Tuesday and Wednesday (the 11th and 12th)

As you know, I didn't come to Japan just to go to Akihabara. I've got a job as an English teacher. More specifically an ALT (Assistant Language Teacher) at Narashino #1 Jr. High School in Chiba. Since the Japanese school year begins in April, most ALT jobs start then or occasionally in August (as opposed to jobs at private English schools, when can start any time of the year). It's rather unusual to get a job that doesn't start until the last term of the year and it only happens if the previous ALT left for some reason. Leaving in the middle of the school year (before your contract ends) is highly frowned upon and reflects rather poorly on the ALT himself and his home country in general. Of course, sometimes there are unavoidable reasons such as serious health problems or a huge family emergency. That's understandable. However, some ALTs just decide that they don't like Japan and/or the job as much as they thought they would (see Part 1 of my guide to teaching English in Japan for a bit about common misconceptions people tend to have about both the country and ALT work) and don't have the morals or discipline to stick it out for the rest of their contract. And then there's a few who never intended to do the job in the first place and disappear the moment they receive their working visa.
But I'm getting off track. I don't know anything about the ALT I'm replacing, just that they needed someone to take over until the end of the school year so that's what I'm here for. Tuesday was my first day of work. Since it was the first day, the school asked me to come in a little early and I decided to leave fairly early as well, to ensure that I'd still make it on time even if I got lost. In the end, I left my apartment around 6:30 and headed out. I was originally planning to walk from my apartment to Aoto station and take the trains from there but since my backpack was jammed full of stuff (including a lot of things that would get left at the school such as my gym clothes and indoor shoes) I decided to take the bus to the station instead. While Aoto station is about 15 minutes from my apartment at a very fast walk (20 - 25 at a more normal pace), there's a bus stop about a minute and a half away and the bus stops right near the station. Unfortunately the bus is a little on the expensive side and, with the time spent walking to the bus stop from my apartment and then from the other stop to the station, it really only saves 5 - 8 minutes so I probably won't be taking it much unless the weather is bad or I have a lot to carry. In the end, what'll probably become my normal commute is a 15 minute walk (or 8 minute bus ride) to Aoto station followed by 20 minutes on a train, a couple more minutes on another train, and an 8 minute walk to the school itself. Not ideal by any means, but I heard that the average commute for someone working in the Tokyo area is over 90 minutes so I really can't complain.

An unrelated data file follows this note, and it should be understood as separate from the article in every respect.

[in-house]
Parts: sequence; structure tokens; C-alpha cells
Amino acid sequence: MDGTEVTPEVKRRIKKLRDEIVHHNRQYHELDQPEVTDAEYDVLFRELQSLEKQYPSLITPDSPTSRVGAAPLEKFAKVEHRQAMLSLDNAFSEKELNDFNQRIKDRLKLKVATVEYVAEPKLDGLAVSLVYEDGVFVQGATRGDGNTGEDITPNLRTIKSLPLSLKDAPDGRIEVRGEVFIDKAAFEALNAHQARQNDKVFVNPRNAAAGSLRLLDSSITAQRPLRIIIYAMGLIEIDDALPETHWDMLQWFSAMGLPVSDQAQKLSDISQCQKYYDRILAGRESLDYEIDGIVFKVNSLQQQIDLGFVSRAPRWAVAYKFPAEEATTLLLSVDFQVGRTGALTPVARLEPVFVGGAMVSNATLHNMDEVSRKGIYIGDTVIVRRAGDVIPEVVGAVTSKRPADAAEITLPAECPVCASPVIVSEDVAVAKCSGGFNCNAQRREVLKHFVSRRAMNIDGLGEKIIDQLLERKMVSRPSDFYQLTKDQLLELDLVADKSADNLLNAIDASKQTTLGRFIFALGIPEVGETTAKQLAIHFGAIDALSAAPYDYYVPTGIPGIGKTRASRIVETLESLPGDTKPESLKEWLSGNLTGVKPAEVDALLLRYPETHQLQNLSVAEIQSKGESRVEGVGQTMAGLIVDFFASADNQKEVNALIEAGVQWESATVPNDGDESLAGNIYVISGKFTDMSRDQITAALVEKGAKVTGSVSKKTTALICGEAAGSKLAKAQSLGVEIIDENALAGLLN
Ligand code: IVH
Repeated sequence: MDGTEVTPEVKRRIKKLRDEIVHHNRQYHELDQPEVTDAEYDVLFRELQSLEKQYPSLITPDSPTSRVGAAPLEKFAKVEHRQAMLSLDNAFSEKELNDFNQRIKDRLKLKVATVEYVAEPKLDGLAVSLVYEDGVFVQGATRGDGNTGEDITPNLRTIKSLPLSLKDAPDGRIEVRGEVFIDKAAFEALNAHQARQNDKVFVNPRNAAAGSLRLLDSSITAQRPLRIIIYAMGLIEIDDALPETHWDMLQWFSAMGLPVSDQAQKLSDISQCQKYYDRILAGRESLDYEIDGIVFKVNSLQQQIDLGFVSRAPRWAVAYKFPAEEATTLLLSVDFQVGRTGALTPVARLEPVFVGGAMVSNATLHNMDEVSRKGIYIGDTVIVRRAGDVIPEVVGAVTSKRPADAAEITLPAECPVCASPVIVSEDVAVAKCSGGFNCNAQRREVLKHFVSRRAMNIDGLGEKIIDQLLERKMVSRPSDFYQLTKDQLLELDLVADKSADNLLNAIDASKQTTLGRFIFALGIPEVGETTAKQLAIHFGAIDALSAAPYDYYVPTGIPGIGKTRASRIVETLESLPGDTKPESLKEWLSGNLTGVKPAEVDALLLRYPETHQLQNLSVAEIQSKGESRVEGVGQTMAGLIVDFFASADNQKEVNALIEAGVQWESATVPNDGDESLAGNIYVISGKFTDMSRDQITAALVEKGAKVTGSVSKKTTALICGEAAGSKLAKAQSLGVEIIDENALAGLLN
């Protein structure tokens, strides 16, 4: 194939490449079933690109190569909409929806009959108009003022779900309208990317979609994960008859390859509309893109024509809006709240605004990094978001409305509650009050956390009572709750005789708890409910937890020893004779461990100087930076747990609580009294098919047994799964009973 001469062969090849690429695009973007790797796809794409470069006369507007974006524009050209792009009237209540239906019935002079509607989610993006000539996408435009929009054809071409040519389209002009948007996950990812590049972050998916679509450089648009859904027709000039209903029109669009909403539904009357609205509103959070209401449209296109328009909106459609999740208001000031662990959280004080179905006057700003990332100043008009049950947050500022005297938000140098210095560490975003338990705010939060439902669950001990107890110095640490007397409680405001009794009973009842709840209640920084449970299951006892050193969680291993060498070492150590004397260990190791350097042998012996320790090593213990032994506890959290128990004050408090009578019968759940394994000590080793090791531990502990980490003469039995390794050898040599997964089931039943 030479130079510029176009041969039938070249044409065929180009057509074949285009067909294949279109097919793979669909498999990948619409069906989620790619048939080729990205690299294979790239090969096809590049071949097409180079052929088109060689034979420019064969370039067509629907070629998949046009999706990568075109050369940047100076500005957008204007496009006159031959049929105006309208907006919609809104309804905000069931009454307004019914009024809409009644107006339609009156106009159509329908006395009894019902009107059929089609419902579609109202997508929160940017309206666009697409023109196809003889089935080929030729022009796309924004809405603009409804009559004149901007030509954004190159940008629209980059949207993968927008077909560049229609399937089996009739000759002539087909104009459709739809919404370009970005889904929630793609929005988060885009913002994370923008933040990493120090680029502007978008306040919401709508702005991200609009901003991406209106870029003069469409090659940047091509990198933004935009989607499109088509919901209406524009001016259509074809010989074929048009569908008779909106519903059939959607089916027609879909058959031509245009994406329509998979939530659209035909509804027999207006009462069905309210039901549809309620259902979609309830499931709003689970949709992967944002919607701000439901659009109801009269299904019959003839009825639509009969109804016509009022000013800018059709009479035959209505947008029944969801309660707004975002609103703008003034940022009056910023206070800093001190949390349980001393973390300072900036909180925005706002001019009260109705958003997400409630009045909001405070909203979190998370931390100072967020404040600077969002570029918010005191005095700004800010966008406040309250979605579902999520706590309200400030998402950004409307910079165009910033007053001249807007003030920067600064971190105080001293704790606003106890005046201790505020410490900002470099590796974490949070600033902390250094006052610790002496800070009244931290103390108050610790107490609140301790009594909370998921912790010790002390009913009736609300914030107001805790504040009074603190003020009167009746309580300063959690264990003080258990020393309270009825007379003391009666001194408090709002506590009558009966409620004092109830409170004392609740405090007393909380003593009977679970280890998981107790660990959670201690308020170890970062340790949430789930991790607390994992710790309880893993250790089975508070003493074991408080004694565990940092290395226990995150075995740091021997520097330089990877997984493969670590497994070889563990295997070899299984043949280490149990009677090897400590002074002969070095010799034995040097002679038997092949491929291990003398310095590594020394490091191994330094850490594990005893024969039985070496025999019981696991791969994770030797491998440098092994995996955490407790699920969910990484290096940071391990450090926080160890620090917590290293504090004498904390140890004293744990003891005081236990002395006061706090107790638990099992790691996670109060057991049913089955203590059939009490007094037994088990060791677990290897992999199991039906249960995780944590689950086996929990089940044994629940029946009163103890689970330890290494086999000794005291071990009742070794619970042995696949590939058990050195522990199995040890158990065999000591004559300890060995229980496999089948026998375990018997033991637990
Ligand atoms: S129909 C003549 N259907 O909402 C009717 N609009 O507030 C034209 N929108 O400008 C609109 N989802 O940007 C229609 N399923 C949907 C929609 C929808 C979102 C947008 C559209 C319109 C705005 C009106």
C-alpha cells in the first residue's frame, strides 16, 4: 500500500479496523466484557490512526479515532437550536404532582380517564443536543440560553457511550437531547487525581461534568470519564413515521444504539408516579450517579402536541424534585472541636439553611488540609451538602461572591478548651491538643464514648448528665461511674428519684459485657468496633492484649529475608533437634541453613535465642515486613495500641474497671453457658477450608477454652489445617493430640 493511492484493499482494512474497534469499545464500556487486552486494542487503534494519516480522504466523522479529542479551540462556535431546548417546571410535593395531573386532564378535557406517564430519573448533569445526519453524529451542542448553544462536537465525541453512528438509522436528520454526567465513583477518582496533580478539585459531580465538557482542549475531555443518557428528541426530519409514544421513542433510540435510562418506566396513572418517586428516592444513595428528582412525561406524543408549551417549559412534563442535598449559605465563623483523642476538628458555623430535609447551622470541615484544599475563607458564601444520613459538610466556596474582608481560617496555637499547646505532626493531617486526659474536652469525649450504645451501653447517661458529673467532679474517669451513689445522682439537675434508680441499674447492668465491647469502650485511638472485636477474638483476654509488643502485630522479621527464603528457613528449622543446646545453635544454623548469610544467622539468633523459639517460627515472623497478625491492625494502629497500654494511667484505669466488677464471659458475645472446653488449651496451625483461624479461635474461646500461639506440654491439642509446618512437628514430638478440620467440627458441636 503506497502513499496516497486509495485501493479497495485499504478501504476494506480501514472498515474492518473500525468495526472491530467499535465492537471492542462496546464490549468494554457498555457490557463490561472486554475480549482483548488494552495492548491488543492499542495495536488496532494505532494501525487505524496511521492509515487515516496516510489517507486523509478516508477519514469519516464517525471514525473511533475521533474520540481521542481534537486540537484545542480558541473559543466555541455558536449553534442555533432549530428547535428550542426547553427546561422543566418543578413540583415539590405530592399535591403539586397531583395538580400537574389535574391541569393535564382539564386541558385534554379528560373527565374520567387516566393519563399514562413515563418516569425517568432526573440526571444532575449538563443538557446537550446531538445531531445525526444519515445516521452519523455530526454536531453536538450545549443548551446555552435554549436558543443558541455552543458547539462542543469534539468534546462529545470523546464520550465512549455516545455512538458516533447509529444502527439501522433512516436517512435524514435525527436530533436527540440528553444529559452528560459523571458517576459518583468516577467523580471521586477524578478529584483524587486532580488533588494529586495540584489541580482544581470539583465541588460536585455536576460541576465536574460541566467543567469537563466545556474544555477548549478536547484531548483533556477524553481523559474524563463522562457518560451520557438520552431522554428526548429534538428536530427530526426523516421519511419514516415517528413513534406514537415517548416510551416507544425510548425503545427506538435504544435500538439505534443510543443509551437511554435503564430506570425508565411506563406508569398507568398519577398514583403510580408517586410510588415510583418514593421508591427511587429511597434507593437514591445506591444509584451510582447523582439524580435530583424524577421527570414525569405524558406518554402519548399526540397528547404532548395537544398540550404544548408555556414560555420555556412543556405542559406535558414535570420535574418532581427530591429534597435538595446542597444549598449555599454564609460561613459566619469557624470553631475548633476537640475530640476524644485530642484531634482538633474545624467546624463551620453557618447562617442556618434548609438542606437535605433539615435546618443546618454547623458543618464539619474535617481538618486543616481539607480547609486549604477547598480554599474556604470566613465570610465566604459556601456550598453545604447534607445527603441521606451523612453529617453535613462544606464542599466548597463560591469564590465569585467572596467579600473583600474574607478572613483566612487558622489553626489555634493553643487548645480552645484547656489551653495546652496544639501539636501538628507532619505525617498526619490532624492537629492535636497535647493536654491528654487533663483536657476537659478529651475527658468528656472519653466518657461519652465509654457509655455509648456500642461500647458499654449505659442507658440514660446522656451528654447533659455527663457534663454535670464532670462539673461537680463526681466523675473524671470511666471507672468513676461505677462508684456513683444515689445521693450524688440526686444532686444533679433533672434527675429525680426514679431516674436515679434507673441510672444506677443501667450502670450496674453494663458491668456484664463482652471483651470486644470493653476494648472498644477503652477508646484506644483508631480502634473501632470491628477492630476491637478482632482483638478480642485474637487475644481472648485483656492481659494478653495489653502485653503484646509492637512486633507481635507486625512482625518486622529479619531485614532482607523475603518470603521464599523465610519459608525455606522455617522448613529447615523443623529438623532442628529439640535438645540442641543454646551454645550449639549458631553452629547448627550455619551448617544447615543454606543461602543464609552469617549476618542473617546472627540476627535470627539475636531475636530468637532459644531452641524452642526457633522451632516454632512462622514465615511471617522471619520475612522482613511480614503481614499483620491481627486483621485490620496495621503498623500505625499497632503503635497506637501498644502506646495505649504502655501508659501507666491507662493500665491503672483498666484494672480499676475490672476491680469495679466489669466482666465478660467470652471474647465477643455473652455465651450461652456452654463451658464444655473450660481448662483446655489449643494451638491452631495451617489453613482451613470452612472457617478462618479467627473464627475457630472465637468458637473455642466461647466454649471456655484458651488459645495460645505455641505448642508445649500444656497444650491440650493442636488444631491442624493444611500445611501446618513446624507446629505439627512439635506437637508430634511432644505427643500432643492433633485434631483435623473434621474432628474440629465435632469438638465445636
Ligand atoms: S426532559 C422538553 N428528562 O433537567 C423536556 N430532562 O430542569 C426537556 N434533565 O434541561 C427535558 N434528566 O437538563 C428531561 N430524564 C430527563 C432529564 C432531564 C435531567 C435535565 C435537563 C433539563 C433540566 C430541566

Anyway, Aoto station is a fairly small and ordinary Japanese train station. Fortunately, I'm going opposite the morning rush hour crowd so there weren't too many people waiting for the train. Because of the way the trains work, it's best if I take a limited express (which goes faster because it only stops at major stations) then get out and backtrack one station on a local train. Anyway, my eventual goal is Yatsu station. Even though the school is closest to Tsudanuma station, getting to Tsudanuma station from where I am is considerably more complicated due to the way the routes are set up. Yatsu station is rather tiny. They've got this neat little stage out front (probably left over from New Years) but other than that it's a rather quiet residential area. The school itself is much larger and older than the elementary school where I worked before. It was the first jr. high School in this area (hence the unoriginal name of Narashino #1) and at one point had something like 1600 students. But, now that there's lots of other jr. high schools around and Japan's birthrate has taken a serious dive, it's down to something like 400 students with around 5 classes per grade (there's three grades, BTW, 7th - 9th). Like my previous school (and most schools in Japan for that matter) there's a shoe locker at the entrance where everyone switches between their regular shoes and their indoor shoes (shoes that you only wear inside). The one I just showed you is for the students. Staff and visitors have their own much smaller shoe locker area at the main entry. The building is five floors. When not in class, teachers and staff are stationed in the teachers' room on the first floor where they have their desks and can be easily found by anyone who needs them. The main classrooms are on floors 2 - 4 (oddly, the first year students are on the 4th floor and the third years are on the 2nd). And, unlike schools in the US where students move from room to room depending on their next class, with the exception of classes that need special equipment (computer class, science lab, etc), each class pretty much stays in their own room and the teachers for each subject come to them.